Microsoft to give students free pro development tools

In a move to generate interest among high school and college students in technology, design, math, science, and engineering, Microsoft launched a new initiative yesterday, saying it would give away its key development software to students.

Calling the new initiative "Dreamspark," Microsoft will offer students full educational licenses for Visual Studio 2005 Professional Edition, Visual Studio 2008 Professional Edition, Expression Studio, Windows Server Standard Edition, and SQL Server 2005. These are not the Express editions, which were already free, but the complete packages.

Students will also be able to utilize XNA Game Studio 2.0 (again, not just the Express version), plus a complementary 12-month academic membership in the XNA Creators Club. There, Microsoft hopes to foster the next generation of Xbox 360 game authors.

Microsoft Chairman Bill Gates officially launched the program during a speech at Stanford University.

College students worldwide will be given access to these applications within the next six months. High school students are expected to be added to the eligibility list in the third quarter of 2008. It's possible Microsoft will add more applications to Dreamspark in the future, depending on the popularity of the venture.

Students in qualified countries must log in with their Windows Live ID, and ensure they are able to get verified as a student, to qualify for downloads. To learn more about the program and see the criteria on how to qualify, users can visit Channel 8, Microsoft's official DreamSpark Web site based on its Channel 9 site for professional developers. The new Channel 8 will be an online resource for students who are interested in coding, featuring Microsoft developers providing video interviews, content, and other tips specifically geared toward students.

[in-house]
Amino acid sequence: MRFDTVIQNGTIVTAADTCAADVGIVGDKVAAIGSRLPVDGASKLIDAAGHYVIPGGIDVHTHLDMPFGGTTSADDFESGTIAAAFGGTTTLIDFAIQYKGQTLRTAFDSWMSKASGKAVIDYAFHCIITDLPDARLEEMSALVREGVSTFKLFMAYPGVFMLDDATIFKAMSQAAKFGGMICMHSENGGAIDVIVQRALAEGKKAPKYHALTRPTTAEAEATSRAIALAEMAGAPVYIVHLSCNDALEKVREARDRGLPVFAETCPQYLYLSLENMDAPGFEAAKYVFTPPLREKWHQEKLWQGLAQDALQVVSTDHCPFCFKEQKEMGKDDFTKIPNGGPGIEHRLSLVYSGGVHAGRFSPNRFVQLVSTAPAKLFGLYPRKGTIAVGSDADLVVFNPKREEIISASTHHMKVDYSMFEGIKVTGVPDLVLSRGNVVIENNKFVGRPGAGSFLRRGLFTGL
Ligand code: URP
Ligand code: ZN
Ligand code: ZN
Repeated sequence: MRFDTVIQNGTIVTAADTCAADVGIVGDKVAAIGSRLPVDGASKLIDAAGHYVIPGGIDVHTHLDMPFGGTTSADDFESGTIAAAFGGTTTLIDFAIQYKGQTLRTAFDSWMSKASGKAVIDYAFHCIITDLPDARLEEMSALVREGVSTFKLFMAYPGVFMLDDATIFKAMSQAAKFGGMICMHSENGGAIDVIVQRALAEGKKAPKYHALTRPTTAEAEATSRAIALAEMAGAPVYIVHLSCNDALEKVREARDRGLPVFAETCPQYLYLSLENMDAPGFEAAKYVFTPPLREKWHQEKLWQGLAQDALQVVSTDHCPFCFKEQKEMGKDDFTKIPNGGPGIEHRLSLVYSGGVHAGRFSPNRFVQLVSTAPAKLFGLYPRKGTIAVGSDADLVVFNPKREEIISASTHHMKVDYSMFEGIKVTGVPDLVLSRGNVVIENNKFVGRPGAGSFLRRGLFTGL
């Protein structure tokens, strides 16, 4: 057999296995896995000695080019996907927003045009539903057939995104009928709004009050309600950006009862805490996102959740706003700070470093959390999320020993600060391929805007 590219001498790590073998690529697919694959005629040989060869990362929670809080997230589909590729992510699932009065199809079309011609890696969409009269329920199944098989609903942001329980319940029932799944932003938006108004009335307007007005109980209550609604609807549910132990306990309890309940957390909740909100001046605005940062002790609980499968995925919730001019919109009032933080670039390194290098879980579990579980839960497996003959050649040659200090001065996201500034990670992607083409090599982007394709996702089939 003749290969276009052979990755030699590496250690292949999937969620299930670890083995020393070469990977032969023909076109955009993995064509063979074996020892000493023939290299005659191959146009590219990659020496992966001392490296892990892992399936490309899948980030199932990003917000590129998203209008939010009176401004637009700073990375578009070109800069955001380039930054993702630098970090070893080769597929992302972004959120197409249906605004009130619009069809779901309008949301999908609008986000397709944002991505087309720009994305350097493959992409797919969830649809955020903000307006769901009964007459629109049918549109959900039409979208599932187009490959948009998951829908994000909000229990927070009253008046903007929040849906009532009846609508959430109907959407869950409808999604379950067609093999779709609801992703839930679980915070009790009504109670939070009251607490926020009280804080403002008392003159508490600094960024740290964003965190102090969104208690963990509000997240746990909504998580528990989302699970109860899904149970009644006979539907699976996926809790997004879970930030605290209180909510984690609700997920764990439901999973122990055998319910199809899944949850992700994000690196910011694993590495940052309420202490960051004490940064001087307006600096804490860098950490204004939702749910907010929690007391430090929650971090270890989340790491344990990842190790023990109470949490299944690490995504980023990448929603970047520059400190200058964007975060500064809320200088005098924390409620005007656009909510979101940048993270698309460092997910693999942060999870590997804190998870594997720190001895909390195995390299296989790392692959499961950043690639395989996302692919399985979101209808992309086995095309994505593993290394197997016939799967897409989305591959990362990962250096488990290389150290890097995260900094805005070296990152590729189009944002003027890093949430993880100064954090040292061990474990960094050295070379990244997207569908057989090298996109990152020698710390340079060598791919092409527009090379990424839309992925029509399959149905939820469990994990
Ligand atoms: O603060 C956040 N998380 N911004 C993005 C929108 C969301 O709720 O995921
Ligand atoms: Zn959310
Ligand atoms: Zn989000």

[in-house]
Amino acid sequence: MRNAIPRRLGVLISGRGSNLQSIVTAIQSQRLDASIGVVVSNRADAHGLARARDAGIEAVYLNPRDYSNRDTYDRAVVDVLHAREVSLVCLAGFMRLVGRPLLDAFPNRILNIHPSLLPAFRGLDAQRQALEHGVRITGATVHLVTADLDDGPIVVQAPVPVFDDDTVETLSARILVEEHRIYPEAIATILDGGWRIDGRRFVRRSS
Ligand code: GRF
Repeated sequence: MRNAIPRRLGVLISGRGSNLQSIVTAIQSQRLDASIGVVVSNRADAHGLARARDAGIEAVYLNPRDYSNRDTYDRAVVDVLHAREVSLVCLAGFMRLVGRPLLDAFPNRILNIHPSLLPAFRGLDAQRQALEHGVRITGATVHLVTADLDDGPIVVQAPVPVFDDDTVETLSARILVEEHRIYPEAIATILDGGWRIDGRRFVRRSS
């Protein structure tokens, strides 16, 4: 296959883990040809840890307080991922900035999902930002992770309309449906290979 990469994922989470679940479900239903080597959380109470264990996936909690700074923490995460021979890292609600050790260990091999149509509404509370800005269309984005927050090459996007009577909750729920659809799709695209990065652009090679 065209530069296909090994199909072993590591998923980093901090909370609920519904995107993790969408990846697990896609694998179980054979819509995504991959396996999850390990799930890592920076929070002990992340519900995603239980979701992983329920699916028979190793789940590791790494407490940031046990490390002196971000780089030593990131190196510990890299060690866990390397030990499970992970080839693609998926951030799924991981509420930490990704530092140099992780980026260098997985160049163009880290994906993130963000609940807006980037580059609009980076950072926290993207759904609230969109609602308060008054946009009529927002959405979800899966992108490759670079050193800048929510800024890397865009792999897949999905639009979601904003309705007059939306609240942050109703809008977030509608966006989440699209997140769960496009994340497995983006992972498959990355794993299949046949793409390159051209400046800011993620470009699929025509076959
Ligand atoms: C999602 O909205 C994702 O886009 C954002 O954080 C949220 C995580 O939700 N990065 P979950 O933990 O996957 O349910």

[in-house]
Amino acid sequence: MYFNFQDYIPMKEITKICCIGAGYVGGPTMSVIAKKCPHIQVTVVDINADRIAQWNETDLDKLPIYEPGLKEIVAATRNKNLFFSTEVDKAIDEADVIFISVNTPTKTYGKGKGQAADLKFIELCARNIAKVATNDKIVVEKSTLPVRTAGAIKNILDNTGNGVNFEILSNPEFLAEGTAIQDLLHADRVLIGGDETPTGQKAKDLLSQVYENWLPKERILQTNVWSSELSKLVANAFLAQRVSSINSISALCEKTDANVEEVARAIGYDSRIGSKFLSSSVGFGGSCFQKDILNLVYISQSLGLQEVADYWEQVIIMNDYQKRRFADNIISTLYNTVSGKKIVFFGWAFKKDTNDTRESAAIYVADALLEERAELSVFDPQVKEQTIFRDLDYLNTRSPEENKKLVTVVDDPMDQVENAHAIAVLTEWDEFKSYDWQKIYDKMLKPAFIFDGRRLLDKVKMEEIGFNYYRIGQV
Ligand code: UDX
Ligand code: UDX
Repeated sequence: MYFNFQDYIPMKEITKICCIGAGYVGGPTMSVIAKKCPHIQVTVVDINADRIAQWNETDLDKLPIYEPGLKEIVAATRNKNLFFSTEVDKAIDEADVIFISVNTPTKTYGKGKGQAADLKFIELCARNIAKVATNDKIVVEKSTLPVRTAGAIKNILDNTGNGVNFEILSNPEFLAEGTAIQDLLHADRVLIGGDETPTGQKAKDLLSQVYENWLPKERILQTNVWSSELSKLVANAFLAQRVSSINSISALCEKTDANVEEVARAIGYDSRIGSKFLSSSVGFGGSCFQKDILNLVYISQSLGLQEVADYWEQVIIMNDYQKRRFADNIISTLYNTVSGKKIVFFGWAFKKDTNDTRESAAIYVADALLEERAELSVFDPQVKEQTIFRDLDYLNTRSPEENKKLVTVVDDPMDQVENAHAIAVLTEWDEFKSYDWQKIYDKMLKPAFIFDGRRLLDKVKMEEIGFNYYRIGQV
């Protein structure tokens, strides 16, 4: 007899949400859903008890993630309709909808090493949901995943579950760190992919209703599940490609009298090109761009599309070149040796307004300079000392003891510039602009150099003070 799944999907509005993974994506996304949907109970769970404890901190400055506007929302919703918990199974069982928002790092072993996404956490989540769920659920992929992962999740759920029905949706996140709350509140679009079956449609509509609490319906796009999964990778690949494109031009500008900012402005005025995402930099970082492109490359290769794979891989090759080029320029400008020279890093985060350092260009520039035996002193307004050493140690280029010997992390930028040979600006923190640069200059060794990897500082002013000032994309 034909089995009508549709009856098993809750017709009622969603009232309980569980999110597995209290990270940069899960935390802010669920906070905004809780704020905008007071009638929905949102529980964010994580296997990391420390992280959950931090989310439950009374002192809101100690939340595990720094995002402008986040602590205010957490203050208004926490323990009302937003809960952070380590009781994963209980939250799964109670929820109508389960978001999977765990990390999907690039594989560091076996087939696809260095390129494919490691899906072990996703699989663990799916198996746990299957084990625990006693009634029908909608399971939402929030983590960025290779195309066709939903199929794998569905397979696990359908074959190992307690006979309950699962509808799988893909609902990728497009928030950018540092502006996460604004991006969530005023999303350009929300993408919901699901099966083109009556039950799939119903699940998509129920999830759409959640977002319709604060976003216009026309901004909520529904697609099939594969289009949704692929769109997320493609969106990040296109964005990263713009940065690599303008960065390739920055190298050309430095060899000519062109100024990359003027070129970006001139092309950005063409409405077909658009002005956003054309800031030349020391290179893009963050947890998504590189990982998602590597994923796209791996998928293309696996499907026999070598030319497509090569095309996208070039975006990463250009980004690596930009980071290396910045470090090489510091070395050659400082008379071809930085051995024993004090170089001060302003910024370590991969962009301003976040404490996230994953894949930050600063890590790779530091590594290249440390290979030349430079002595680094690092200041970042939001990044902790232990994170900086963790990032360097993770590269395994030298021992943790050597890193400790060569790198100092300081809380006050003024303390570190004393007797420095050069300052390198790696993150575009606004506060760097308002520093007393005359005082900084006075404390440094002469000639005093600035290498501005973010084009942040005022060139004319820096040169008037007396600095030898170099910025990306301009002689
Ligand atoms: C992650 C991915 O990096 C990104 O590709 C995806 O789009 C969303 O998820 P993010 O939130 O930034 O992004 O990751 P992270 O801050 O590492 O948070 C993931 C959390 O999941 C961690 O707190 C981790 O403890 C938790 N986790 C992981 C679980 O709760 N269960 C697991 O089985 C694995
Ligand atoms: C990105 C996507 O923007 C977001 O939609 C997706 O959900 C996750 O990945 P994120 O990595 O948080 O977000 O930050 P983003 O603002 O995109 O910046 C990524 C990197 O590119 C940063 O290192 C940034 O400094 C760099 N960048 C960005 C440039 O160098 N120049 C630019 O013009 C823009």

It's certainly a lot of fun being in an area where there is always innovation and breakthrough, especially with software, Gates said during a Channel 8 interview.

"It is our hope that the DreamSpark program will spark your creativity and help you harness software's transformative magic to turn your good ideas into reality, by equipping you with the tools you need to succeed and excel during your academic experience and skills you will need after graduation," reads a Microsoft corporate statement yesterday.

Many universities already have agreements with Microsoft in which students are able to receive Microsoft products for free or a discounted price, but typically students had to be members of their respective computer science or math departments. To ensure qualified students have access to the programs, Microsoft is working with university departments, governments and student organizations. Integrated directly into the service, students will be asked annually to verify their continued eligibility.

Even though the company is giving up a slice of revenue, the initiative increases the chances new technology will be written using Microsoft software as opposed to open source alternatives.

As the United States falls behind in the crucial science, technology, engineering, and math (STEM) fields, Microsoft's DreamSpark program may help renew interest in hiring American high school and university students. For example, increasing STEM research funding has become a political tool, with presidential candidates discussing how they will increase federal funding to help drive a new generation of science and technology research.

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